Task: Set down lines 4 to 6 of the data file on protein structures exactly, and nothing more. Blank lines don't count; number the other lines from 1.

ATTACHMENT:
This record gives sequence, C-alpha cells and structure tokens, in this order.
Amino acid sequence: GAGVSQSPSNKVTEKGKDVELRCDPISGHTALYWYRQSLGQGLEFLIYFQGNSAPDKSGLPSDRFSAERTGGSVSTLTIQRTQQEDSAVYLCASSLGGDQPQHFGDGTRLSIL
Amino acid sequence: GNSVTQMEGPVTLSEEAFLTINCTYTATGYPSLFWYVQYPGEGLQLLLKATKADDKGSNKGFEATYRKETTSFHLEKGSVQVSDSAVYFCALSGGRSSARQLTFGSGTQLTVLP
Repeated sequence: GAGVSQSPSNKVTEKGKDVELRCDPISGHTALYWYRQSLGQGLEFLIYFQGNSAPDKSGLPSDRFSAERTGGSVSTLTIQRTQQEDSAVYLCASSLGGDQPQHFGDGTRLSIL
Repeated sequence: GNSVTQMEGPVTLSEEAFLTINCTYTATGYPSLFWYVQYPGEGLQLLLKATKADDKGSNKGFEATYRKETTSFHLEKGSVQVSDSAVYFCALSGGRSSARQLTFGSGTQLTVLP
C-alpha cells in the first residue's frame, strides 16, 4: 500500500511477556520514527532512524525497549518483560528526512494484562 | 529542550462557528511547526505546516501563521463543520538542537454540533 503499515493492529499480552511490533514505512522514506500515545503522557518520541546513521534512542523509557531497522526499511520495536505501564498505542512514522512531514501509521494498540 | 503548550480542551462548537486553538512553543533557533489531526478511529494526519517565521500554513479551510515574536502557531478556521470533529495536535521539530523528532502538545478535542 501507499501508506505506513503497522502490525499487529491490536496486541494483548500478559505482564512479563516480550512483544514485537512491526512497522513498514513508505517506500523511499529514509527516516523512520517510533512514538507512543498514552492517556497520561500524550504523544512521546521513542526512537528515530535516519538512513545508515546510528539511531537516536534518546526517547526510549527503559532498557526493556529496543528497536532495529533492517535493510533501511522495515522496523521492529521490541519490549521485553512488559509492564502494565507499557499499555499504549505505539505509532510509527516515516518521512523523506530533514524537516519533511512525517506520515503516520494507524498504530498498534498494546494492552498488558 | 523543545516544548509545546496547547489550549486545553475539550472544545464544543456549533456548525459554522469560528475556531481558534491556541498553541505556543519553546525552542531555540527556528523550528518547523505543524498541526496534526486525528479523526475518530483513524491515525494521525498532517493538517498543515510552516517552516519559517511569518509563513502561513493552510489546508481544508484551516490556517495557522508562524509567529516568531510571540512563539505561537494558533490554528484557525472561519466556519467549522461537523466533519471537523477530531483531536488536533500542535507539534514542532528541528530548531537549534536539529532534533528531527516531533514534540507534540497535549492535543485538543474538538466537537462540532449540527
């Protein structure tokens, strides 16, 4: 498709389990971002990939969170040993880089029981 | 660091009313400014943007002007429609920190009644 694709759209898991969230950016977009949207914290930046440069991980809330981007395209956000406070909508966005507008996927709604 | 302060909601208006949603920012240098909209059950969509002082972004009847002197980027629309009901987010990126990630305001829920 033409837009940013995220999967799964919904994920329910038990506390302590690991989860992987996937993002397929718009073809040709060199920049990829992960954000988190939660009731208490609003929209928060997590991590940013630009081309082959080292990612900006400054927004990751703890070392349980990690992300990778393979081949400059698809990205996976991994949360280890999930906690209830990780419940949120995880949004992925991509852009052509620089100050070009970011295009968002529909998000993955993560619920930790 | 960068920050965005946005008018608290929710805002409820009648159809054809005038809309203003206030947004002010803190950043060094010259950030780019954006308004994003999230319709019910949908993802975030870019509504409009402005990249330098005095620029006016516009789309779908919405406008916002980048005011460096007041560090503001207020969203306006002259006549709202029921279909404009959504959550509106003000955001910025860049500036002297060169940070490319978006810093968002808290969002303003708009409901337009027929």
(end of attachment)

Repeated sequence: GAGVSQSPSNKVTEKGKDVELRCDPISGHTALYWYRQSLGQGLEFLIYFQGNSAPDKSGLPSDRFSAERTGGSVSTLTIQRTQQEDSAVYLCASSLGGDQPQHFGDGTRLSIL
Repeated sequence: GNSVTQMEGPVTLSEEAFLTINCTYTATGYPSLFWYVQYPGEGLQLLLKATKADDKGSNKGFEATYRKETTSFHLEKGSVQVSDSAVYFCALSGGRSSARQLTFGSGTQLTVLP
C-alpha cells in the first residue's frame, strides 16, 4: 500500500511477556520514527532512524525497549518483560528526512494484562 | 529542550462557528511547526505546516501563521463543520538542537454540533 503499515493492529499480552511490533514505512522514506500515545503522557518520541546513521534512542523509557531497522526499511520495536505501564498505542512514522512531514501509521494498540 | 503548550480542551462548537486553538512553543533557533489531526478511529494526519517565521500554513479551510515574536502557531478556521470533529495536535521539530523528532502538545478535542 501507499501508506505506513503497522502490525499487529491490536496486541494483548500478559505482564512479563516480550512483544514485537512491526512497522513498514513508505517506500523511499529514509527516516523512520517510533512514538507512543498514552492517556497520561500524550504523544512521546521513542526512537528515530535516519538512513545508515546510528539511531537516536534518546526517547526510549527503559532498557526493556529496543528497536532495529533492517535493510533501511522495515522496523521492529521490541519490549521485553512488559509492564502494565507499557499499555499504549505505539505509532510509527516515516518521512523523506530533514524537516519533511512525517506520515503516520494507524498504530498498534498494546494492552498488558 | 523543545516544548509545546496547547489550549486545553475539550472544545464544543456549533456548525459554522469560528475556531481558534491556541498553541505556543519553546525552542531555540527556528523550528518547523505543524498541526496534526486525528479523526475518530483513524491515525494521525498532517493538517498543515510552516517552516519559517511569518509563513502561513493552510489546508481544508484551516490556517495557522508562524509567529516568531510571540512563539505561537494558533490554528484557525472561519466556519467549522461537523466533519471537523477530531483531536488536533500542535507539534514542532528541528530548531537549534536539529532534533528531527516531533514534540507534540497535549492535543485538543474538538466537537462540532449540527